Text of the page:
The concept of the noble savage was inspired by European colonists' discovery of indigenous peoples in the Americas, Africa, and (later) Oceania. It captures the belief that humans in their natural state are selfless, peaceable, and untroubled, and that blights such as greed, anxiety, and violence are the products of civilization. In 1755 Rousseau wrote:
So many authors have hastily concluded that man is naturally cruel, and requires a regular system of police to be reclaimed; whereas nothing can be more gentle than him in his primitive state, when placed by nature at an equal distance from the stupidity of brutes and the pernicious good sense of civilized man. . . .
The more we reflect on this state, the more convinced we shall be that it was the least subject of any to revolutions, the best for man, and that nothing could have drawn him out of it but some fatal accident, which, for the public good, should never have happened. The example of the savages, most of whom have been found in this condition, seems to confirm that mankind was formed ever to remain in it, that this condition is the real youth of the world, and that all ulterior improvements have been so many steps, in appearance towards the perfection of individuals, but in fact towards the decrepitness of the species.
First among the authors that Rousseau had in mind was Thomas Hobbes (1588-1679), who had presented a very different picture:
Hereby it is manifest, that during the time men live without a common power to keep them all in awe, they are in that condition which is called war; and such a war as is of every man against every man. . . .
In such condition there is no place for industry, because the fruit thereof is uncertain: and consequently no culture of the earth; no navigation, nor use of the commodities that may be imported by sea; no commodious building; no instruments of moving and removing such things as require much force; no knowledge of the face of the earth; no account of time; no arts; no letters; no society; and which is worst of all, continual fear, and danger of violent death; and the life of man, solitary, poor, nasty, brutish, and short.
Hobbes believed that people could escape this hellish existence only by surrendering their autonomy to a sovereign person or assembly. He called it a leviathan, the Hebrew word for a monstrous sea creature subdued by Yahweh at the dawn of creation.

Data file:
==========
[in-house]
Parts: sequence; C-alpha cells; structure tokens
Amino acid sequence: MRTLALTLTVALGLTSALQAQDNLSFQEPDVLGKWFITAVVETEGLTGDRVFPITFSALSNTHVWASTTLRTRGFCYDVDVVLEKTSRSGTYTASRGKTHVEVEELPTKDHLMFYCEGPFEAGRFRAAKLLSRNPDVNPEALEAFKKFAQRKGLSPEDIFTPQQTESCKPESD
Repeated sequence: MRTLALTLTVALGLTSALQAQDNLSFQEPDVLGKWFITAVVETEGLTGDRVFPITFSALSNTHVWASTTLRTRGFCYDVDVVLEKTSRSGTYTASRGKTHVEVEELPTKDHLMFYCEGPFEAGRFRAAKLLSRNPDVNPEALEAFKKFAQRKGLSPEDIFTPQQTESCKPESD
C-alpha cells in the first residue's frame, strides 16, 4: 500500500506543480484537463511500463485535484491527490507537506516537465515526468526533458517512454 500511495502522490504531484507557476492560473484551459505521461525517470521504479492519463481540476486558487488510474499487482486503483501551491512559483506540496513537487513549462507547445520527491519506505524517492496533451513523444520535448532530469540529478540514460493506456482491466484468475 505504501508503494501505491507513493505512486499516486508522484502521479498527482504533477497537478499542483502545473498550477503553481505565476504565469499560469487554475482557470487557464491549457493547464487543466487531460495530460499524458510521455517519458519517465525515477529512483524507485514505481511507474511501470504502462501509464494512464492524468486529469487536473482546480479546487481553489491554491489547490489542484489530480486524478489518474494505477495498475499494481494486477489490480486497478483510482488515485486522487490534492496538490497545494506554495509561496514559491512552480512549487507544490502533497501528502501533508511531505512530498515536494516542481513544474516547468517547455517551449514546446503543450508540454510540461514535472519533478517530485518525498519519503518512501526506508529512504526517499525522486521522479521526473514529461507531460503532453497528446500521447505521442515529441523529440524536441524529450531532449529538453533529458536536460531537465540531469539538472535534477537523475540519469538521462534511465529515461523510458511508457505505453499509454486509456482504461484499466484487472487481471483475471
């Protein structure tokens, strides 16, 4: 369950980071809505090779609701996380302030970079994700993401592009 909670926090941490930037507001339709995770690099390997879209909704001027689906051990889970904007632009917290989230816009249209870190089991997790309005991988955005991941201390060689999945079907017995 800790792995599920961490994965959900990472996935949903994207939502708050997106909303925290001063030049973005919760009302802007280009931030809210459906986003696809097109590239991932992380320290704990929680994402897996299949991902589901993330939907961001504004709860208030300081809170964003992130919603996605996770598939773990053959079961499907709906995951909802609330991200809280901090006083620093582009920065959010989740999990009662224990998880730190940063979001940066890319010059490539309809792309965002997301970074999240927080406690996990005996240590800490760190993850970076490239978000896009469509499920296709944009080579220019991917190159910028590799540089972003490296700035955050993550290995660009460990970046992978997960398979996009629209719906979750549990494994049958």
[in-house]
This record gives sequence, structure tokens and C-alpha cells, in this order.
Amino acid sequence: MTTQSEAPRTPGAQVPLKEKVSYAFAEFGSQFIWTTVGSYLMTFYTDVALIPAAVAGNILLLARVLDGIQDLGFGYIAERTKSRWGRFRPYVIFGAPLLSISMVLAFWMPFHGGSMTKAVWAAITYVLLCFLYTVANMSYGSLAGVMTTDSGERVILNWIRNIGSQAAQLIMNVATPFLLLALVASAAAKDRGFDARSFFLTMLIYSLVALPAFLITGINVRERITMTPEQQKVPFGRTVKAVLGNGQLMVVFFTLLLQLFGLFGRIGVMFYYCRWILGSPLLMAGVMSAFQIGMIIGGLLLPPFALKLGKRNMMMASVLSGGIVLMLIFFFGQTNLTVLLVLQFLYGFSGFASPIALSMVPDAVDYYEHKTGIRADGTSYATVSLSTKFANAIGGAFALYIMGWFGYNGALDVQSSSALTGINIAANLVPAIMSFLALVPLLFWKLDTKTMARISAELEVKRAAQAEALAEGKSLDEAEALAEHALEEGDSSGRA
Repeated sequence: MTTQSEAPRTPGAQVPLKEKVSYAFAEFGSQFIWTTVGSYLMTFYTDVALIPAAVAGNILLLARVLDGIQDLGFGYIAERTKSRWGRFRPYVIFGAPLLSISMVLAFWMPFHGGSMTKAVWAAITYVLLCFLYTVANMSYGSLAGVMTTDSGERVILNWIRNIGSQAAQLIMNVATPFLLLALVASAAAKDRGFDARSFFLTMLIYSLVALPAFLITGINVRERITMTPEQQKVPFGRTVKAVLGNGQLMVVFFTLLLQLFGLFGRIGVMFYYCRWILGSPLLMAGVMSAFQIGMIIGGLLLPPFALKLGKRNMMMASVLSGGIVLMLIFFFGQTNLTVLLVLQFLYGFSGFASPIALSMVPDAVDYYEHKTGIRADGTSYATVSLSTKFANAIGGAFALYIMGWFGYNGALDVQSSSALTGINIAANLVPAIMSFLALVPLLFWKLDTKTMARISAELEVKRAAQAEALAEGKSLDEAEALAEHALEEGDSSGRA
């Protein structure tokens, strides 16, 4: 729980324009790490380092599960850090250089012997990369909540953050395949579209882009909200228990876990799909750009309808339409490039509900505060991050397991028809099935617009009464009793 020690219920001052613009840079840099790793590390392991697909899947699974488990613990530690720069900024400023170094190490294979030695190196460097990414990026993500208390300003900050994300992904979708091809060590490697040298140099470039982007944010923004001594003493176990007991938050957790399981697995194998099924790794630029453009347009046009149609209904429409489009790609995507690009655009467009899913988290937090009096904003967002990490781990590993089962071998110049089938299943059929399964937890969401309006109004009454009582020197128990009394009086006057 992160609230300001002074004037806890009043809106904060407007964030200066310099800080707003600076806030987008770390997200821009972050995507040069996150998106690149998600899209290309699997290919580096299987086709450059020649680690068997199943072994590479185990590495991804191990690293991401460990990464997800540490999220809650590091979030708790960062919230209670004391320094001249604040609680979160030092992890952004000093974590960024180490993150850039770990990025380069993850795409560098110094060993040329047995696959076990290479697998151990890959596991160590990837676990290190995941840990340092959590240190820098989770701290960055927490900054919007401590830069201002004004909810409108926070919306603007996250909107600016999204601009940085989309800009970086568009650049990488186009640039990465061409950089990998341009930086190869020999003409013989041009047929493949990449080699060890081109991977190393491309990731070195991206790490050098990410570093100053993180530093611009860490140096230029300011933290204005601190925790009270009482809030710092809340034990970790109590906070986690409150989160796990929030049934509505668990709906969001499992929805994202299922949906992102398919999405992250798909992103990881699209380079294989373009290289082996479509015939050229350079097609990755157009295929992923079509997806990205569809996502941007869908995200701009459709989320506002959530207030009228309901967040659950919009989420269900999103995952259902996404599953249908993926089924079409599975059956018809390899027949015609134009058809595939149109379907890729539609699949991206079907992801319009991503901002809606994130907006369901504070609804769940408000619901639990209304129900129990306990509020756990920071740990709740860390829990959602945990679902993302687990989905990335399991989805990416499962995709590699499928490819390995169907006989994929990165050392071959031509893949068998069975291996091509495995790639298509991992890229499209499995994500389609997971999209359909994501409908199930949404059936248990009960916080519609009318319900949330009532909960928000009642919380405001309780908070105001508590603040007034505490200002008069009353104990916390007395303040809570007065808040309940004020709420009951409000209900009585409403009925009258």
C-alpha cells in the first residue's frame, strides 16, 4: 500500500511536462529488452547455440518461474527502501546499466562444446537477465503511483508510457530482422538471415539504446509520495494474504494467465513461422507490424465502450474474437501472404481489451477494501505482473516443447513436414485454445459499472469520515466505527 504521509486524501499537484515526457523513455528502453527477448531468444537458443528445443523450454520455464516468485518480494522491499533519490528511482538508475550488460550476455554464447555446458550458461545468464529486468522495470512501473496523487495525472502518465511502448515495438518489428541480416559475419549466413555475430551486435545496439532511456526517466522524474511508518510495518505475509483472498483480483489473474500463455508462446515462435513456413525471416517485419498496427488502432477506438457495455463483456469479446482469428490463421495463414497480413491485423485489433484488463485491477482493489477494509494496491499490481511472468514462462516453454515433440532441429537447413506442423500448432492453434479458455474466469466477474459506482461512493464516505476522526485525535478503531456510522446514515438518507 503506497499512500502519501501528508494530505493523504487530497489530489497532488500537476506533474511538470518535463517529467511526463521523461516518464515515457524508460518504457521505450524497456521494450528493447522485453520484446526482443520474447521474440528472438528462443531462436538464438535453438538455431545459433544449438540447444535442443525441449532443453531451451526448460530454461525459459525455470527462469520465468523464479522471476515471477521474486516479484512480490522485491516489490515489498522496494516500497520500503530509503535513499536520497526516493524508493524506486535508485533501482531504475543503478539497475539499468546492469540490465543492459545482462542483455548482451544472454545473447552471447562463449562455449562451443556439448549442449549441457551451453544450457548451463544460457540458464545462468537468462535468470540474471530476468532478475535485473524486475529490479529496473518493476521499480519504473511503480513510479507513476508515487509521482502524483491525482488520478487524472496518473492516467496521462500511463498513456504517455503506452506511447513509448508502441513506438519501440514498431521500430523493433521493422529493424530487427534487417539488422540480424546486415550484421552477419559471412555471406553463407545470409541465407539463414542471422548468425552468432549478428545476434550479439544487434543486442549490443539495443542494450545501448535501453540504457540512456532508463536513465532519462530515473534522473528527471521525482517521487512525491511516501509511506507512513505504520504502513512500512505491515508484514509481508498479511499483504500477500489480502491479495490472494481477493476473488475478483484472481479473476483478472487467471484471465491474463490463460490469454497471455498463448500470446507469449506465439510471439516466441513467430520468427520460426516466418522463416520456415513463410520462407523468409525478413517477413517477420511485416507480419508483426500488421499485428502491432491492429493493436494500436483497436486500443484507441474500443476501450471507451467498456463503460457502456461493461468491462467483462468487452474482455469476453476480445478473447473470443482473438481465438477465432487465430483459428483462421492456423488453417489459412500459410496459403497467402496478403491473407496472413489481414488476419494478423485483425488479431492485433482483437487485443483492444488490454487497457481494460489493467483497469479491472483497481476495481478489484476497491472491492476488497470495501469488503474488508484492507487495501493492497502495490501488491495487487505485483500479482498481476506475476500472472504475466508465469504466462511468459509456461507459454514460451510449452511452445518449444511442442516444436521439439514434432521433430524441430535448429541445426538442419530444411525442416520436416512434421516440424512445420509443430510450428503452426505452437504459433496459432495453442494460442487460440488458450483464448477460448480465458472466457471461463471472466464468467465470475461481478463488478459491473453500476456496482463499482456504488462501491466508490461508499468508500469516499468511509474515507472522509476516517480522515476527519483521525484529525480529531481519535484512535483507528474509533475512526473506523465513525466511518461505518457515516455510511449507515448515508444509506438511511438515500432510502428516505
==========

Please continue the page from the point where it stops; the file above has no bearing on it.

Much depends on which of these armchair anthropologists is correct. If people are noble savages, then a domineering leviathan is unnecessary. Indeed, by forcing people to delineate private property for the state to recognize—property they might otherwise have shared—the leviathan creates the very greed and belligerence it is designed to control. A happy society would be our birthright; all we would need to do is eliminate the institutional barriers that keep it from us. If, in contrast, people are naturally nasty, the best we can hope for is an uneasy truce enforced by police and the army. The two theories have implications for private life as well. Every child is born a savage (that is, uncivilized), so if savages are naturally gentle, childrearing is a matter of providing children with opportunities to develop their potential, and evil people are products of a society that has corrupted them. If savages are naturally nasty, then childrearing is an arena of discipline and conflict, and evil people are showing a dark side that was insufficiently tamed.
The actual writings of philosophers are always more complex than the theories they come to symbolize in the textbooks. In reality, the views of Hobbes and Rousseau are not that far apart. Rousseau, like Hobbes, believed (incorrectly) that savages were solitary, without ties of love or loyalty, and without any industry or art (and he may have out-Hobbes'd Hobbes in claiming they did not even have language). Hobbes envisioned—indeed, literally drew—his leviathan as an embodiment of the collective will, which was vested in it by a kind of social contract; Rousseau's most famous work is called The Social Contract, and in it he calls on people to subordinate their interests to a "general will."
Nonetheless, Hobbes and Rousseau limned contrasting pictures of the state of nature that have inspired thinkers in the centuries since. No one can fail to recognize the influence of the doctrine of the Noble Savage in contemporary consciousness. We see it in the current respect for all things natural (natural foods, natural medicines, natural childbirth) and the distrust of the man-made, the unfashionability of authoritarian styles of childrearing and education, and the understanding of social problems as repairable defects in our institutions rather than as tragedies inherent to the human condition.
The other sacred doctrine that often accompanies the Blank Slate is usually attributed ...Présentation de l'éditeur :
A brilliant inquiry into the origins of human nature from the author of The Better Angels of Our Nature and the forthcoming Enlightenment Now
"Sweeping, erudite, sharply argued, and fun to read..also highly persuasive." -Time
Now updated with a new afterword
One of the world's leading experts on language and the mind explores the idea of human nature and its moral, emotional, and political colorings. With characteristic wit, lucidity, and insight, Pinker argues that the dogma that the mind has no innate traits-a doctrine held by many intellectuals during the past century-denies our common humanity and our individual preferences, replaces objective analyses of social problems with feel-good slogans, and distorts our understanding of politics, violence, parenting, and the arts. Injecting calm and rationality into debates that are notorious for ax-grinding and mud-slinging, Pinker shows the importance of an honest acknowledgment of human nature based on science and common sense.